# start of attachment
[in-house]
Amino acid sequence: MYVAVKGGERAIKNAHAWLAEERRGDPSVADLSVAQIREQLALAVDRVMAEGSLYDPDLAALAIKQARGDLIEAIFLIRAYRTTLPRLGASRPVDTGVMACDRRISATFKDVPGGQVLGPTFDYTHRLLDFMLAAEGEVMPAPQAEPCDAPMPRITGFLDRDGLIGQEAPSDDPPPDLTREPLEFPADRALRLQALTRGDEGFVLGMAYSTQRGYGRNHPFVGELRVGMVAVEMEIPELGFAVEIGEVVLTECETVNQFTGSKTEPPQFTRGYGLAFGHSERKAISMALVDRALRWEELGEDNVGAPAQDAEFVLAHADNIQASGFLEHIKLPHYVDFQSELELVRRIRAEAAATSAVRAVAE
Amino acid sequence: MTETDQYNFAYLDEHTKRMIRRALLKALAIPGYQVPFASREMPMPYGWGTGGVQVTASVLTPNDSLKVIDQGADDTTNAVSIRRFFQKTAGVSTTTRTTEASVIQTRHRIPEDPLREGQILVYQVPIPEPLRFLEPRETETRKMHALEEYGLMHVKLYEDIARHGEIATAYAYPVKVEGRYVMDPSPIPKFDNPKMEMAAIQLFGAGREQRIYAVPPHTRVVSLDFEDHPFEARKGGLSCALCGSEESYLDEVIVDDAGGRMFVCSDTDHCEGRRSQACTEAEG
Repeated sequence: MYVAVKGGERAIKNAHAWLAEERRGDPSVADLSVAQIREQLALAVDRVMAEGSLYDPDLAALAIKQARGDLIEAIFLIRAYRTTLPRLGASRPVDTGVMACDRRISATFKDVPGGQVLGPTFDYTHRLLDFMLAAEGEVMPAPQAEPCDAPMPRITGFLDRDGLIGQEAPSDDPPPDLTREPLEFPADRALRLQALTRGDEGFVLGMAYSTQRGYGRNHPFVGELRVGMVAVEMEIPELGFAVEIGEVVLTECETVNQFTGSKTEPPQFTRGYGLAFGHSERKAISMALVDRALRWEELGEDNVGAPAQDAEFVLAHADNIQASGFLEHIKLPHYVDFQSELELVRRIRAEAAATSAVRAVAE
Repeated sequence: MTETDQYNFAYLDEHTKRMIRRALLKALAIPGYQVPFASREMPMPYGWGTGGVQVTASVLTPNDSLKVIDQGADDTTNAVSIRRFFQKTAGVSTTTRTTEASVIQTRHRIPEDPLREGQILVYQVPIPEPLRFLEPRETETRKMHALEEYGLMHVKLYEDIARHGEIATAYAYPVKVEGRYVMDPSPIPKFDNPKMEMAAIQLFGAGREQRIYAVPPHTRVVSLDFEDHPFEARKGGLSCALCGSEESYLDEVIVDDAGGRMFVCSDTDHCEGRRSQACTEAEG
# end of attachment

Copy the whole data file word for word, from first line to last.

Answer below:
[in-house]
Amino acid sequence: MYVAVKGGERAIKNAHAWLAEERRGDPSVADLSVAQIREQLALAVDRVMAEGSLYDPDLAALAIKQARGDLIEAIFLIRAYRTTLPRLGASRPVDTGVMACDRRISATFKDVPGGQVLGPTFDYTHRLLDFMLAAEGEVMPAPQAEPCDAPMPRITGFLDRDGLIGQEAPSDDPPPDLTREPLEFPADRALRLQALTRGDEGFVLGMAYSTQRGYGRNHPFVGELRVGMVAVEMEIPELGFAVEIGEVVLTECETVNQFTGSKTEPPQFTRGYGLAFGHSERKAISMALVDRALRWEELGEDNVGAPAQDAEFVLAHADNIQASGFLEHIKLPHYVDFQSELELVRRIRAEAAATSAVRAVAE
Amino acid sequence: MTETDQYNFAYLDEHTKRMIRRALLKALAIPGYQVPFASREMPMPYGWGTGGVQVTASVLTPNDSLKVIDQGADDTTNAVSIRRFFQKTAGVSTTTRTTEASVIQTRHRIPEDPLREGQILVYQVPIPEPLRFLEPRETETRKMHALEEYGLMHVKLYEDIARHGEIATAYAYPVKVEGRYVMDPSPIPKFDNPKMEMAAIQLFGAGREQRIYAVPPHTRVVSLDFEDHPFEARKGGLSCALCGSEESYLDEVIVDDAGGRMFVCSDTDHCEGRRSQACTEAEG
Repeated sequence: MYVAVKGGERAIKNAHAWLAEERRGDPSVADLSVAQIREQLALAVDRVMAEGSLYDPDLAALAIKQARGDLIEAIFLIRAYRTTLPRLGASRPVDTGVMACDRRISATFKDVPGGQVLGPTFDYTHRLLDFMLAAEGEVMPAPQAEPCDAPMPRITGFLDRDGLIGQEAPSDDPPPDLTREPLEFPADRALRLQALTRGDEGFVLGMAYSTQRGYGRNHPFVGELRVGMVAVEMEIPELGFAVEIGEVVLTECETVNQFTGSKTEPPQFTRGYGLAFGHSERKAISMALVDRALRWEELGEDNVGAPAQDAEFVLAHADNIQASGFLEHIKLPHYVDFQSELELVRRIRAEAAATSAVRAVAE
Repeated sequence: MTETDQYNFAYLDEHTKRMIRRALLKALAIPGYQVPFASREMPMPYGWGTGGVQVTASVLTPNDSLKVIDQGADDTTNAVSIRRFFQKTAGVSTTTRTTEASVIQTRHRIPEDPLREGQILVYQVPIPEPLRFLEPRETETRKMHALEEYGLMHVKLYEDIARHGEIATAYAYPVKVEGRYVMDPSPIPKFDNPKMEMAAIQLFGAGREQRIYAVPPHTRVVSLDFEDHPFEARKGGLSCALCGSEESYLDEVIVDDAGGRMFVCSDTDHCEGRRSQACTEAEG